Ear offers clue to hunting style of prehistoric dog
A study of the ear structures found in a variety of ancient skulls has led to a surprising discovery: a prehistoric dog species that hunted by pouncing on its prey like modern foxes.
The team of researchers from the University of Vienna performed CT scans on the skulls of 36 different types of carnivorans – an order of mammals that includes modern dogs, wolves, foxes, big cats and bears, among others. Some of the skulls were from six extinct species, including Hesperocyon gregarius, the first species of dog, and Epicyon haydeni, a dog the size of a grizzly bear.
The scans of the prehistoric dog skulls revealed that their inner ear changed its structure as their hunting style changed. The other carnivoran skulls showed the same pattern.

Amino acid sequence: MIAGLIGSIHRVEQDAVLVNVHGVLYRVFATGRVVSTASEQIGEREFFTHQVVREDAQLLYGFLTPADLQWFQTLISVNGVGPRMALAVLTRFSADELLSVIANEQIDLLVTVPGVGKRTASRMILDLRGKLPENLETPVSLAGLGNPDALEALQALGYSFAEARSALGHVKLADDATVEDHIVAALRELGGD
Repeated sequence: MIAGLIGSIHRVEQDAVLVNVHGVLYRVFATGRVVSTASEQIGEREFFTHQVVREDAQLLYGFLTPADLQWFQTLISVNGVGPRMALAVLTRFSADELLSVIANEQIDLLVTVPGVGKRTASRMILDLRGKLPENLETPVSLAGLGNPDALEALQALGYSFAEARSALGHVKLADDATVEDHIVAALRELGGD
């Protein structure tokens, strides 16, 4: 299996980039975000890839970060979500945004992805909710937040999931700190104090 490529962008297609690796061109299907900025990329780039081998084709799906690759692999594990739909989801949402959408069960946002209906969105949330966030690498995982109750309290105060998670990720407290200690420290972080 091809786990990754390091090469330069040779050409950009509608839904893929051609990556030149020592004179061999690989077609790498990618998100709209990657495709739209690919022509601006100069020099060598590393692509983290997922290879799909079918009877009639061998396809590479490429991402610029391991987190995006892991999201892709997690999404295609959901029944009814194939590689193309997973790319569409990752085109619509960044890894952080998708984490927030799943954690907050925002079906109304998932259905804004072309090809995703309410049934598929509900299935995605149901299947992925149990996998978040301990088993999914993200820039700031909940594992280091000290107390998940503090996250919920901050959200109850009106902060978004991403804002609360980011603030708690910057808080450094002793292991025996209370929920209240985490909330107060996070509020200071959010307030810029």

“For me, the inner ear is the most interesting organ in the body, as it offers amazing insights into ancient animals and how they lived,” lead author Dr. Julia Schwab told The Daily Mail.
The researchers found that the inner ear structure could help determine whether a species is more “dog-like” or “cat-like.” They also revealed clues to how the carnivorans hunt – or hunted, while they were alive.
Hunters that rely on speed, like cheetahs, develop larger ear canals. That helps to stabilize their head and their vision while they’re chasing down their prey, the researchers discovered.
A specific angled structure helps them separate the cats from the dogs.
And in the two prehistoric dog species, the structure of the inner ear was similar to that of a modern fox, include adaptations that would help all three species pounce accurately on their targets.
“The first dog and the largest-ever dog are such fascinating specimens to study, as nothing like them exists in the world today,” said Schwab, who is now at the University of Edinburgh.
The study has been published in the journal Scientific Reports.